Berry Plastics Group's (BERY) CEO Jonathan Rich on Q4 2016 Results - Earnings Call Transcript

| About: Berry Plastics (BERY)

Berry Plastics Group, Inc. (NYSE:BERY)

Q4 2016 Results Earnings Conference Call

November 29, 2016, 10:00 AM ET

Executives

Dustin Stilwell - Head, IR

Jonathan Rich - Chairman and Chief Executive Officer

Mark Miles - Chief Financial Officer

Tom Salmon - President and Chief Operating Officer

Analysts

George Staphos - Bank of America Merrill Lynch

Chris Manuel - Wells Fargo Securities

Jason Freuchtel - SunTrust

Tom Narayan - RBC Capital Markets

Tyler Langton - JPMorgan

Alex Hutter - Jefferies

Brian Maguire - Goldman Sachs

Debbie Jones - Deutsche Bank

Mark Wilde - Bank of Montreal

Ghansham Panjabi - Robert W. Baird

Danny Moran - Macquarie

Operator

Good day, ladies and gentlemen and welcome to the Berry Plastics Earnings Call. [Operator Instructions] As a reminder, this conference call is being recorded.

I would now like to turn the conference over to Dustin Stilwell, Head of Investor Relations. Sir, you may begin.

Dustin Stilwell

Good morning, everyone. Thank you for joining us, and welcome to Berry's fourth fiscal quarter 2016 earnings call. Throughout this call, we will refer to the fourth fiscal quarter as of September 2016 quarter.

Before we begin our call, I would like to note that, on our website at berryplastics.com, we have provided a slide presentation to help you guide our discussion today. This presentation can be found by clicking the Investors tab to the Upcoming Events section at the bottom left of the page and selecting the webcast presentation.

Joining me from the company, I have Berry's Chairman and Chief Executive Officer, Jon Rich; Chief Financial Officer, Mark Miles and recently appointed Chief Operating Officer, Tom Salmon.

As referenced on Slide2, during this call, we will be discussing some non-GAAP financial measures, including operating EBITDA, adjusted EBITDA, adjusted net income, adjusted free cash flow and net debt. The most directly comparable GAAP financial measures and a reconciliation of the differences between the GAAP and non-GAAP financial measures are available in our earnings release and Investor Presentation on our website.

An archived audio replay of this conference will also be available on the Company's website. We would like to make it clear that certain statements made today may be forward-looking statements. These statements are made based upon management's expectations and beliefs concerning future events impacting the company and therefore involve a number of uncertainties and risks, including but not limited to those described in our earnings release, Annual Report on Form 10-K and other filings with the SEC. Therefore, the actual results of operations or financial condition of the company could differ materially from those expressed or implied in our forward-looking statements.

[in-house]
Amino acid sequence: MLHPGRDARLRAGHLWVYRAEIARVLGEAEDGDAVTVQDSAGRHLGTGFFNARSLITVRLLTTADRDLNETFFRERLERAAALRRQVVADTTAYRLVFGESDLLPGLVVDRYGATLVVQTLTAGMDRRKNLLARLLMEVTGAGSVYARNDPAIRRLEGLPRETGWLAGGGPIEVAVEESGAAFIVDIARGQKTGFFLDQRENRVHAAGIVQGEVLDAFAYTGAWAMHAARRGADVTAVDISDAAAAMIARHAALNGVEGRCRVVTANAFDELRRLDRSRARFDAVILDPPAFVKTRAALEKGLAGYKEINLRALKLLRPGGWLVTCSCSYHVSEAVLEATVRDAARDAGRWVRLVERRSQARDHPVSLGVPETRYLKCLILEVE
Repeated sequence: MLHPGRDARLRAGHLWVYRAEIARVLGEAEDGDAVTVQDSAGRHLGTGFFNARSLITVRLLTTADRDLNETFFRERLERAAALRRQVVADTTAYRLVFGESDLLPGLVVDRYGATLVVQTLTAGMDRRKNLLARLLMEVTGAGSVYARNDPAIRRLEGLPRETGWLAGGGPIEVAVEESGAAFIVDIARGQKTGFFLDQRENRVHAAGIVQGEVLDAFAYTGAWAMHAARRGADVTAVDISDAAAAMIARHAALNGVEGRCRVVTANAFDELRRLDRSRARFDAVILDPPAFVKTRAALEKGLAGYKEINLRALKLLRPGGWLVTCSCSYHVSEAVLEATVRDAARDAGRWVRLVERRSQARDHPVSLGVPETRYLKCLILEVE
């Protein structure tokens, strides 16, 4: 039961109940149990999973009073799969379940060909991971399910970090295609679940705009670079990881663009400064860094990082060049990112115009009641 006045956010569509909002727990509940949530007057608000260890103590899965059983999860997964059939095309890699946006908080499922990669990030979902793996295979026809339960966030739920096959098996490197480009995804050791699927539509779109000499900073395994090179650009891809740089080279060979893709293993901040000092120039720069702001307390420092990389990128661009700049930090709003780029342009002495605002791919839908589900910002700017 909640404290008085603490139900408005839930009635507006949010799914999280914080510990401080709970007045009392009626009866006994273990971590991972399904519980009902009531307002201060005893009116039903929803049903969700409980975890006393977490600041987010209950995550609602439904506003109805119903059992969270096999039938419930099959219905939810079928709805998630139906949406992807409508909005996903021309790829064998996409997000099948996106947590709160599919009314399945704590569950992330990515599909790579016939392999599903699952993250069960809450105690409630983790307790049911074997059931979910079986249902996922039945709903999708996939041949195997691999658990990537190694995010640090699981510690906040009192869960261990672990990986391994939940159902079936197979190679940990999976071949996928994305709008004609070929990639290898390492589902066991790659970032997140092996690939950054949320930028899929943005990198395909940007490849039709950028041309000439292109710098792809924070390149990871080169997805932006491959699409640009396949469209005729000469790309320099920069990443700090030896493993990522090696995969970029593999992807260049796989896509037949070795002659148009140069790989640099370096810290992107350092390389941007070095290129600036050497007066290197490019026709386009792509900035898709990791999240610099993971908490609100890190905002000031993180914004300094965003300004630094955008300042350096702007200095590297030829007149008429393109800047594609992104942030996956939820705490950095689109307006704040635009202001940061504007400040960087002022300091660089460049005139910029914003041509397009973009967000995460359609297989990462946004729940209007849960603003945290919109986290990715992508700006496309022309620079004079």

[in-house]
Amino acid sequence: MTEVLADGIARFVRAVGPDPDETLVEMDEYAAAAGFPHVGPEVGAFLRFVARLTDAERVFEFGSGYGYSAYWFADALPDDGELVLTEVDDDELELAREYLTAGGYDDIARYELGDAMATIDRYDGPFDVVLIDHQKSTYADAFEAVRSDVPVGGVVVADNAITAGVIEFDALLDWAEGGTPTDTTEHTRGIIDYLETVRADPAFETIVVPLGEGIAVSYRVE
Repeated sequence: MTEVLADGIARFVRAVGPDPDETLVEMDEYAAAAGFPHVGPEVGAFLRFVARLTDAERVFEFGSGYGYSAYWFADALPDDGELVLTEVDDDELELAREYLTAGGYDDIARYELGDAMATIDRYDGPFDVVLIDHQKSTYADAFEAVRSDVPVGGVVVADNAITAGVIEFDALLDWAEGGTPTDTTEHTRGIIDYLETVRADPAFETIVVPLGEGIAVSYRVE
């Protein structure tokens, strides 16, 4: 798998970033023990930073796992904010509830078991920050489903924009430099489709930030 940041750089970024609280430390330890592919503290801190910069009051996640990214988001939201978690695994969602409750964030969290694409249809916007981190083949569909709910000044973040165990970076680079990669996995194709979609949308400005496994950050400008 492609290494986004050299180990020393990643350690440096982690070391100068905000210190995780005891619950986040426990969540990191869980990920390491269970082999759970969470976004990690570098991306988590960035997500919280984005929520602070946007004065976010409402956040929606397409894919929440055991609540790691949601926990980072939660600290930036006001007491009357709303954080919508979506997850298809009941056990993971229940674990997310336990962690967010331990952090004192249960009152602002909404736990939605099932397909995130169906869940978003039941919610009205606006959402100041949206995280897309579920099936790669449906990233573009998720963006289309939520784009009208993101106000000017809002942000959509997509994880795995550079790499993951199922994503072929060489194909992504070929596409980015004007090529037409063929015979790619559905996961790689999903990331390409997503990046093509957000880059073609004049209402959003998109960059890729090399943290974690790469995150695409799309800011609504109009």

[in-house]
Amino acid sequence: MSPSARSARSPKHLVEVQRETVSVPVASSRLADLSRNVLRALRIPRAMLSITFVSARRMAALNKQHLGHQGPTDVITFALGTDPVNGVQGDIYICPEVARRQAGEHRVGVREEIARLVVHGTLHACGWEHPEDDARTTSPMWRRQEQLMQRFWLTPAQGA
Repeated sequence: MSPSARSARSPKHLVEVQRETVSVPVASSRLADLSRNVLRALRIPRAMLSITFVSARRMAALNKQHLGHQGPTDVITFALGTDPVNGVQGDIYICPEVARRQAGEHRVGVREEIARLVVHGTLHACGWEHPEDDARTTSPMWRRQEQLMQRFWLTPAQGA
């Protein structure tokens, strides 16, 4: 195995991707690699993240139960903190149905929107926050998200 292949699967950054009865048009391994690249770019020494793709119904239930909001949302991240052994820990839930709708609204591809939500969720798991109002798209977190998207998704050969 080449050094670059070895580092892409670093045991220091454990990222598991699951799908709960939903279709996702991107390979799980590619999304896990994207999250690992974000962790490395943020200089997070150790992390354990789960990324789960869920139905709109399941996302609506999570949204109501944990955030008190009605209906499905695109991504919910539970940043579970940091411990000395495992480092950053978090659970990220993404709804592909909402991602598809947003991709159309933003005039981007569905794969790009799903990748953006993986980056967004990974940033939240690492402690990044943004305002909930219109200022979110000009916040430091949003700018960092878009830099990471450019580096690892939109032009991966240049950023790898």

And now, I would like to turn the call over to Berry's Chairman and CEO, Jon Rich.

Jonathan Rich

Thank you, Dustin. Good morning, everyone, and thank you for joining us. This morning we have several topics to cover with you including our fourth quarter and full fiscal year results and update on the AEP acquisition and the appointment of Tom Salmon as our new President and Chief Operating Officer. We'll also provide our perspective on the overall market conditions, as well as our expectations for fiscal 2017.

On September 30, the company announced that I would retire as Chief Executive in February 2017 and that Tom Salmon was elected to the role of President and Chief Operating Officer as part of a thorough succession planning process conducted by the Board of Directors. I want to start this morning by congratulating Tom in his newly appointed role.

Tom joined Berry in 2007 as part of the Covalence acquisition. For eight years he was President of our Engineered Materials Division and for the past two years was President of Consumer Packaging. Tom began his career at GE and also held leadership positions with Honeywell and Tyco. For the past six years I worked closely with Tom and I am very confident in his leadership abilities.

In 2017 Berry will celebrate its 50th year in business. From our simple beginning in 1967 with one injection molding machine producing plastic cast, today Berry is a global business with annual revenues of $6.5 billion, over 21,000 employees and 115 facilities around the world. I am very proud of our accomplishment over the past six years.

The company has an extremely strong and deep leadership team and the time is right to pass for the baton. I look forward to continuing to my relationship with the company as Executive Chairman or intend to advise and assist Berry in any way I can, and remain involved with our investors.

And now I'd like to turn it over to Tom Salmon who will provide an overview of our September quarter and 2016 fiscal year results. Tom?

Tom Salmon

Thanks Jon, and good morning everyone.

First I want to sincerely say thanks and congratulate Jon for significant accomplishment that Berry has achieved under his leadership as Chairman and CEO. I'm honored to take on this role as Berry's President and Chief Operating Officer. I look forward to continue with Berry's long history of delivering value to our customers and shareholders while providing great opportunities for our employees and the communities where we are located.